As were are creatures of habit (with a little bit of OCD thrown in) we like to blog on Fridays, so this comes 24 hours after St Andrew’s Day, but I am sure when you see the recipe you will forgive us.

Scottish food often comes in for a bit of stick, mainly because if conjures up an image of a deep fried Mars bar, even though in reality this was only ever a novelty item. Put it this way, I have had lots of takeaway ‘suppers’ (as they referred to north of the border) in Scotland and never once have seen a Mars bar on the menu.

The takeaways are amazing though. Whether it’s haggis, black pudding, white pudding or king rib (yes, these all exist), you probably don’t want to know what goes into making them, but just enjoy them for what they are because they are delicious. In fact they make our takeaways dull by comparison.

It’s when you really begin to explore Scottish food that you see how great it is. It’s certainly not just about haggis and shortbread. An abundance of water, whether that’s from the rivers, lochs or sea, combined with fertile soil, tons of natural resources and a fairly temperate climate all make for great local produce, whether that’s meat (Aberdeen Angus for example), game (the highlands and lowlands are full of it), fish and seafood (Arbroath smokies are amazing), vegetables and fruit.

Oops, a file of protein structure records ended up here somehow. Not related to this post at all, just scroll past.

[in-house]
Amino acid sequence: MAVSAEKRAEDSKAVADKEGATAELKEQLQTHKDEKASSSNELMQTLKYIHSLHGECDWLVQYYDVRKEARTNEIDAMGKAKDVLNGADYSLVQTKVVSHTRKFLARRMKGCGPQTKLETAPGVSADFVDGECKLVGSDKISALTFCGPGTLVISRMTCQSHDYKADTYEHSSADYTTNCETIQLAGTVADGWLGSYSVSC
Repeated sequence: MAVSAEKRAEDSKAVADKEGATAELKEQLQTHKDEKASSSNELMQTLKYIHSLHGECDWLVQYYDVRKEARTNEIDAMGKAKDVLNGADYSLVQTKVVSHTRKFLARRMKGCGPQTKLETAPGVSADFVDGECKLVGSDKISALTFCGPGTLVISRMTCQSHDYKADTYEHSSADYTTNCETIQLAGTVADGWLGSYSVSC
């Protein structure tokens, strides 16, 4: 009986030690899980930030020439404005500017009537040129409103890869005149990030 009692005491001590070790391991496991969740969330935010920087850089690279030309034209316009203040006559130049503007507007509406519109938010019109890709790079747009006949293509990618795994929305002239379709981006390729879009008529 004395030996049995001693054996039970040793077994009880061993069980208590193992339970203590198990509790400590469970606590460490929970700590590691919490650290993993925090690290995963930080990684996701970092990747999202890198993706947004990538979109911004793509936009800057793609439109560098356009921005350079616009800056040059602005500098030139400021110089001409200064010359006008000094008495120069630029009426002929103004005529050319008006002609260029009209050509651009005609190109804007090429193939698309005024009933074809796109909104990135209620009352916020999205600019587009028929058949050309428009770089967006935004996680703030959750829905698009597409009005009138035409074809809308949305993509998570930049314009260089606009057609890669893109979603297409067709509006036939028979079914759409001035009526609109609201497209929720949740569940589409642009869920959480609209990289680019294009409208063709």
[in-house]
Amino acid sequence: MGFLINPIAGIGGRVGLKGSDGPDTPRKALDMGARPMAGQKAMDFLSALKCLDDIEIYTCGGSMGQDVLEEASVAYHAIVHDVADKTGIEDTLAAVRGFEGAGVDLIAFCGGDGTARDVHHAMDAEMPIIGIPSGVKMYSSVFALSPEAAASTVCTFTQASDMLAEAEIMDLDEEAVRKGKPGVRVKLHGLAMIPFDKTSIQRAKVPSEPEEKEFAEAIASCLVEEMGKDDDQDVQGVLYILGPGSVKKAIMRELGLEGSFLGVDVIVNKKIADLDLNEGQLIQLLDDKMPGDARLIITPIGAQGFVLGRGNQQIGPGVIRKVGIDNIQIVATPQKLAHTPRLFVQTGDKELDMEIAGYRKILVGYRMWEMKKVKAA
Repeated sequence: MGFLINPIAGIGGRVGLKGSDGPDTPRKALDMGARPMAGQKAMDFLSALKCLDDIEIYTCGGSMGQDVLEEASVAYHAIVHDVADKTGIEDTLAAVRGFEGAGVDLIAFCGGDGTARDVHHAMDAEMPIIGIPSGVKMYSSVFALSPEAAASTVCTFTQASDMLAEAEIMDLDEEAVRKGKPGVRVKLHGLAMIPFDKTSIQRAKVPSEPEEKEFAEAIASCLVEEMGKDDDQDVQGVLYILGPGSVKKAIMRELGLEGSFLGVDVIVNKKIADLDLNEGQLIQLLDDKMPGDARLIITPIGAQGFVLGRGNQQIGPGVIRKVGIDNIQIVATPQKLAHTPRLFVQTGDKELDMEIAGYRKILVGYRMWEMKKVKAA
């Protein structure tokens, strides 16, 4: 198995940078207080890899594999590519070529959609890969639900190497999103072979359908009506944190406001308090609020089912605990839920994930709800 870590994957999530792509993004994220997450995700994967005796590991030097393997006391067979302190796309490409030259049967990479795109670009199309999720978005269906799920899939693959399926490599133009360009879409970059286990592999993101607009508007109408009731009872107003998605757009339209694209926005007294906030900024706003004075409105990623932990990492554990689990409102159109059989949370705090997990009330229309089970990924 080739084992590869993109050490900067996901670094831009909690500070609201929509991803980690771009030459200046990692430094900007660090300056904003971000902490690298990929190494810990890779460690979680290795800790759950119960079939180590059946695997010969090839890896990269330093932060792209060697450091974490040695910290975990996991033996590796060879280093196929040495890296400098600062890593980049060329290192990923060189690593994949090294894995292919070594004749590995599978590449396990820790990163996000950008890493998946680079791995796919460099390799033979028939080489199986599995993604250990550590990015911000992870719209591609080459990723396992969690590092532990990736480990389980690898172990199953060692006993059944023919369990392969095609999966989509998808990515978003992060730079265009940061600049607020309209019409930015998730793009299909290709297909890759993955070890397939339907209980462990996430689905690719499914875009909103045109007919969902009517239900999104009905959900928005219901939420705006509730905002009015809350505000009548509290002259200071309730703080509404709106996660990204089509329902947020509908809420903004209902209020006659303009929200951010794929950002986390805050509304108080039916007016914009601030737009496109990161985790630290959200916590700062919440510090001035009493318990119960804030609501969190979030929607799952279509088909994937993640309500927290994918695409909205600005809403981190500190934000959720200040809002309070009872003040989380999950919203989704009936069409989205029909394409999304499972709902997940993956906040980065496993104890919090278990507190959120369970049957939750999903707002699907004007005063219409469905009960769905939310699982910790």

For our recipe this week though, we are combining something archetypally Scottish, haggis, with something else which is also very popular across the border, but which originated in India, pakora.

Haggis Pakora with Glasgow Pakora Sauce

For the haggis:
500g of haggis, crumbed
10g of cracked black pepper
1.75g salt
Water to moisten

For the pakora batter:
250g of chickpea flour
100g of self-raising flour
3g of turmeric, curry powder, chilli powder, fresh coriander and mint
Soda water to mix till you achieve desired consistency like double cream.

For the Glasgow pakora sauce
250ml natural yoghurt
salt to taste
5g red chilli powder
15g ready-made mint sauce
100g tomato ketchup

1. Put the haggis, pepper and salt in the mixed, adding water until you get the desired consistency.
2. Roll into 25g balls and dip in the pakora batter. Fry at 180 degrees for 3.5 mins or until golden brown.
3. Drain on kitchen paper
4. For the pakora sauce, pour the yoghurt into a large bowl, add the salt and mix. Add the chilli powder, mint sauce and ketchup and mix everything together thoroughly.

About Sean Flint
Development & Innovation Chef of SK Foods.
Your food. Our Passion.